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Business Technology

Distinguishing between common and cross-ownership: Lessons from the global automobile industry

Common ownership links may reduce costs and spur innovation (e.g. Vives and Azar 2022), but they may also make firms in the same industry less competitive. In general, common ownership may lead to a failure of the competitiveness condition (Hart 1979), according to which shareholders unanimously agree on own-profit maximisation. The managers of firms with common shareholders may not simply maximise their own profit, but instead put a positive weight on the profits of competing firms. As a result, they may (partially) internalise the externalities of their strategies impose on other firms (Rotemberg 1984, Hansen and Lott 1996), which can soften product market competition.

Recent work has documented extensively the rise in common ownership over the past decades, and showed how it translates into higher profit weights attached by managers to rival firms. Backus et al. (2021) focus on large institutional shareholders of US firms and document how the profit weight increased from 0.2 in 1980 to almost 0.7 in 2017. (A weight of one would mean full potential internalisation.) Profit weights tend to be lower for European firms, but are documented to have increased more steeply (Boot et al. 2022).

Most recent work has focused on common ownership links across shareholders external to the industry, but there are industries in which cross-ownership links across shareholders internal to the industry are also important. In such cases, firms within an industry are themselves shareholders of other firms in the industry. Examples of industries in which those cross-ownership links are important include automobiles (Neto et al. 2020), banking (Termushoev and Stakhovych 2019), media (Ferguson 1983), electric power (Amundsen and Bergman 2002) and insurance (La Porta et al. 1999). Cross-ownership links can directly reduce the incentives to compete, but they can also reinforce common ownership links along two dimensions:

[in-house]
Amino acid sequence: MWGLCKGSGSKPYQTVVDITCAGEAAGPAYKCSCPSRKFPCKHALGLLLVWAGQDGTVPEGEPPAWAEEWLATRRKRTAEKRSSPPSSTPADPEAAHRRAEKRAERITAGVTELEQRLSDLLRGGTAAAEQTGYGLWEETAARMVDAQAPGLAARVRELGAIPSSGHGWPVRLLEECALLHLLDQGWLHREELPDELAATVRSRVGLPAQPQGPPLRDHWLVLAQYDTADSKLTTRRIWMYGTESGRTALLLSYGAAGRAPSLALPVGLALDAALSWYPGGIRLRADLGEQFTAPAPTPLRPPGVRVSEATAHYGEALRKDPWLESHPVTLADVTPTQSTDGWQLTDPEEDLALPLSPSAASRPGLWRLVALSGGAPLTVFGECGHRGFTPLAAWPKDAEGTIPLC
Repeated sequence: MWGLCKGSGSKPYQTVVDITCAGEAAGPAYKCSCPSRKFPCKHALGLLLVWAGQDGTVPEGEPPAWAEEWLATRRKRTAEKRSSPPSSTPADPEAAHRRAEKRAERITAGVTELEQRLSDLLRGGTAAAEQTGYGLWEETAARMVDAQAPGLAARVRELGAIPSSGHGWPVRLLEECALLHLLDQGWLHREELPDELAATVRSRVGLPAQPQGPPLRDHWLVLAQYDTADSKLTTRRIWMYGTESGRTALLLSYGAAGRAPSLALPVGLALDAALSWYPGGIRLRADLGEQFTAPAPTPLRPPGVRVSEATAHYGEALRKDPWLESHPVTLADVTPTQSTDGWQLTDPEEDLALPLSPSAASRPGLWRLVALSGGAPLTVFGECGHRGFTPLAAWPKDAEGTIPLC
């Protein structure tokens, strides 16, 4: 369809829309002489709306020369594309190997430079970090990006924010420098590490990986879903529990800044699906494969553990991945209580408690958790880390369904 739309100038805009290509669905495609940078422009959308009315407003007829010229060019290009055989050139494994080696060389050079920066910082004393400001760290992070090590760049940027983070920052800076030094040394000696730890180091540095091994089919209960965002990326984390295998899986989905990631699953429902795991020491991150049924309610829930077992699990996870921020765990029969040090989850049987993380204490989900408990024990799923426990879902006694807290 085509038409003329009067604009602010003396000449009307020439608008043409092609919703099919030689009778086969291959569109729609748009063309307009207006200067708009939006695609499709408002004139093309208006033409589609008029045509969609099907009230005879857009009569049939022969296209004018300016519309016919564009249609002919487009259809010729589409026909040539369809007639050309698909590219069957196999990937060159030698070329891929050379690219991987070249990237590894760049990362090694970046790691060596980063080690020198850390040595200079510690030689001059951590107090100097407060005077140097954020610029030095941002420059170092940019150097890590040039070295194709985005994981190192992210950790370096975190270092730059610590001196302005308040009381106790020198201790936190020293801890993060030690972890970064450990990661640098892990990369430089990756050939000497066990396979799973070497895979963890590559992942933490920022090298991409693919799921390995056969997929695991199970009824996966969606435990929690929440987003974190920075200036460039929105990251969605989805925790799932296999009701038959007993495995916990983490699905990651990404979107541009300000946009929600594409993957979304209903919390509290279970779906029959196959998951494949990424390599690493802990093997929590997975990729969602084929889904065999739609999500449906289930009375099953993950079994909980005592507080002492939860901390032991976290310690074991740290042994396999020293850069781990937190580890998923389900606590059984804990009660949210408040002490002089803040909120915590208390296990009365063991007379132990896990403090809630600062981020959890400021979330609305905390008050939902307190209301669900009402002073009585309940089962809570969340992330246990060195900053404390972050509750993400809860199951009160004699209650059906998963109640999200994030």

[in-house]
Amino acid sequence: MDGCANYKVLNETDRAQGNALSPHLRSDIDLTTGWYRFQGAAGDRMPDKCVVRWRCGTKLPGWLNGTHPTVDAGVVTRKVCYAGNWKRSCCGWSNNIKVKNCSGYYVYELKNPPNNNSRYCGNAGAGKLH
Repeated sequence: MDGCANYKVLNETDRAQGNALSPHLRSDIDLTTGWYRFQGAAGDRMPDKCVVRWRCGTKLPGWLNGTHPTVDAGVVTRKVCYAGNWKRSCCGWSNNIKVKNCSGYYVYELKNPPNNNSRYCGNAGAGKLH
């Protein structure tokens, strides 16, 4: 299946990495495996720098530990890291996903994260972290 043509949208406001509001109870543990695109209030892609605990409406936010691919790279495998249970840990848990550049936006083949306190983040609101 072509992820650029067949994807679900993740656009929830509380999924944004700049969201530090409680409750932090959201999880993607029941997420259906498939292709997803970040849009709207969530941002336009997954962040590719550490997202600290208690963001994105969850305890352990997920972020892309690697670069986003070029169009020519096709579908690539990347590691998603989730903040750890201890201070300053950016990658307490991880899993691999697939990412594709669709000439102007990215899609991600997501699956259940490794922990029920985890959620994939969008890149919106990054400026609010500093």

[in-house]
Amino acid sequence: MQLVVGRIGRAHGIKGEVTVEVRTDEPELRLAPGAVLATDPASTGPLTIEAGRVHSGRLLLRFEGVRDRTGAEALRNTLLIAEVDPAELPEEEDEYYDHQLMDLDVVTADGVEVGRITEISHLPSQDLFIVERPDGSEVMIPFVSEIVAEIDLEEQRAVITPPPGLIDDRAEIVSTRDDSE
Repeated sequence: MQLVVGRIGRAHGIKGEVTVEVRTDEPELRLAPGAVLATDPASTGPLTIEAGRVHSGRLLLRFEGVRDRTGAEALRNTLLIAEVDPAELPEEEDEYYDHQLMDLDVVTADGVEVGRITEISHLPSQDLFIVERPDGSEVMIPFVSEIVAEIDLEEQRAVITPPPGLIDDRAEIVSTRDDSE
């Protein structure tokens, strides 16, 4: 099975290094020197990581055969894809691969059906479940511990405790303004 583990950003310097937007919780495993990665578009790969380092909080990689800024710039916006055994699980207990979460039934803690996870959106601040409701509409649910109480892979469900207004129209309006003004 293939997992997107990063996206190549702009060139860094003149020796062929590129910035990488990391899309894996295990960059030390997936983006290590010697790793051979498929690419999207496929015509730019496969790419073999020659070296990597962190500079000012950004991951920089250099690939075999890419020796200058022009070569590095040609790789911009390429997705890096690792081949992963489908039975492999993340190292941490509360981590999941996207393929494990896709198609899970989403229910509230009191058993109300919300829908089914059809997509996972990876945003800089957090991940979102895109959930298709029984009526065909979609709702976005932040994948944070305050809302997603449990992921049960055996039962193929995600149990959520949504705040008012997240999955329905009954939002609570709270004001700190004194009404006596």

1. cross-ownership links raise the profit weights that managers attach to rivals due to common ownership;
  2. cross-ownership links create positive profit weights to firms for which there were no common ownership links.

In our recent research (Huse et al. 2022), we examine ownership links in the global automobile market, taking into account the reinforcement effects of cross-ownership. This is an industry characterised by a non-trivial number of cross-ownership links, some of them lasting for decades and often motivated as a way to reduce development costs of new products and promote the rate of innovation.

The evolution of cross-ownership links

Figure 1 shows the evolution of the number of pairwise cross-ownership links in the automobile industry since 2007. In each year, there have been between 8 and 14 such links. The rise and fall of cross-ownership links in the first part of the sample may be partly attributed to the financial crisis and the subsequent recovery. The increase in the later years may be attributed to the new challenges facing the industry, such as the development of electric mobility (Automotive New Europe 2018).

Figure 1 Evolution of cross-ownership links in the global automobile industry

Figure 1 Evolution of cross-ownership links in the global automobile industry
Figure 1 Evolution of cross-ownership links in the global automobile industry
Source: Refinitiv Eikon and own calculations

Figure 2 shows the average fraction of the financial rights held by the large institutional and non-institutional shareholders in our sample, and the breakdown by type of shareholders. 1 The large shareholders hold on average 64%–68% of the financial rights in the average automobile manufacturer’s stock. Between 19% and 26% are held by external non-common shareholders, 31%–40% are held by external common shareholders (reflecting common ownership), and 5%–9% are held by internal shareholders (reflecting cross-ownership).